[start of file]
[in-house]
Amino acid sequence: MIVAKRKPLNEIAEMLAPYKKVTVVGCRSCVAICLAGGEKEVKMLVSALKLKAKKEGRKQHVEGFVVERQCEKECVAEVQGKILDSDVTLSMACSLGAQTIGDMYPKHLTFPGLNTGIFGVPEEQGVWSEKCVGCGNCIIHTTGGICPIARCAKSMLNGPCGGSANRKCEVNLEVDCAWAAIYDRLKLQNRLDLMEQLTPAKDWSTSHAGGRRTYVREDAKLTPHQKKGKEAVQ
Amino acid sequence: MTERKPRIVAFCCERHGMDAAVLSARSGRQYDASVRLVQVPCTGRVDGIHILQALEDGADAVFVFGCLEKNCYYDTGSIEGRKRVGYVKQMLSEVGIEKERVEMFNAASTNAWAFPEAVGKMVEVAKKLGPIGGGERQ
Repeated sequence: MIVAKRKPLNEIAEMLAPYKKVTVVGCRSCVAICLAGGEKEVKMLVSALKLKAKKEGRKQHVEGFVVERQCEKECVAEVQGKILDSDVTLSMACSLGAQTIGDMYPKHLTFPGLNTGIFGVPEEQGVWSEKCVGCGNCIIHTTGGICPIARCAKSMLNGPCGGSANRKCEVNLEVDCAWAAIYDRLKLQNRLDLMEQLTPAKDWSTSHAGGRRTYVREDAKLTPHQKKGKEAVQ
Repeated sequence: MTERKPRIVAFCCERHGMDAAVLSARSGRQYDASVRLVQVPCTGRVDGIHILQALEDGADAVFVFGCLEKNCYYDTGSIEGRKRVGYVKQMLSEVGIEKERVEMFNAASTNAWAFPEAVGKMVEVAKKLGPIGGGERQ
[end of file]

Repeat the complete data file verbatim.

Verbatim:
[in-house]
Amino acid sequence: MIVAKRKPLNEIAEMLAPYKKVTVVGCRSCVAICLAGGEKEVKMLVSALKLKAKKEGRKQHVEGFVVERQCEKECVAEVQGKILDSDVTLSMACSLGAQTIGDMYPKHLTFPGLNTGIFGVPEEQGVWSEKCVGCGNCIIHTTGGICPIARCAKSMLNGPCGGSANRKCEVNLEVDCAWAAIYDRLKLQNRLDLMEQLTPAKDWSTSHAGGRRTYVREDAKLTPHQKKGKEAVQ
Amino acid sequence: MTERKPRIVAFCCERHGMDAAVLSARSGRQYDASVRLVQVPCTGRVDGIHILQALEDGADAVFVFGCLEKNCYYDTGSIEGRKRVGYVKQMLSEVGIEKERVEMFNAASTNAWAFPEAVGKMVEVAKKLGPIGGGERQ
Repeated sequence: MIVAKRKPLNEIAEMLAPYKKVTVVGCRSCVAICLAGGEKEVKMLVSALKLKAKKEGRKQHVEGFVVERQCEKECVAEVQGKILDSDVTLSMACSLGAQTIGDMYPKHLTFPGLNTGIFGVPEEQGVWSEKCVGCGNCIIHTTGGICPIARCAKSMLNGPCGGSANRKCEVNLEVDCAWAAIYDRLKLQNRLDLMEQLTPAKDWSTSHAGGRRTYVREDAKLTPHQKKGKEAVQ
Repeated sequence: MTERKPRIVAFCCERHGMDAAVLSARSGRQYDASVRLVQVPCTGRVDGIHILQALEDGADAVFVFGCLEKNCYYDTGSIEGRKRVGYVKQMLSEVGIEKERVEMFNAASTNAWAFPEAVGKMVEVAKKLGPIGGGERQ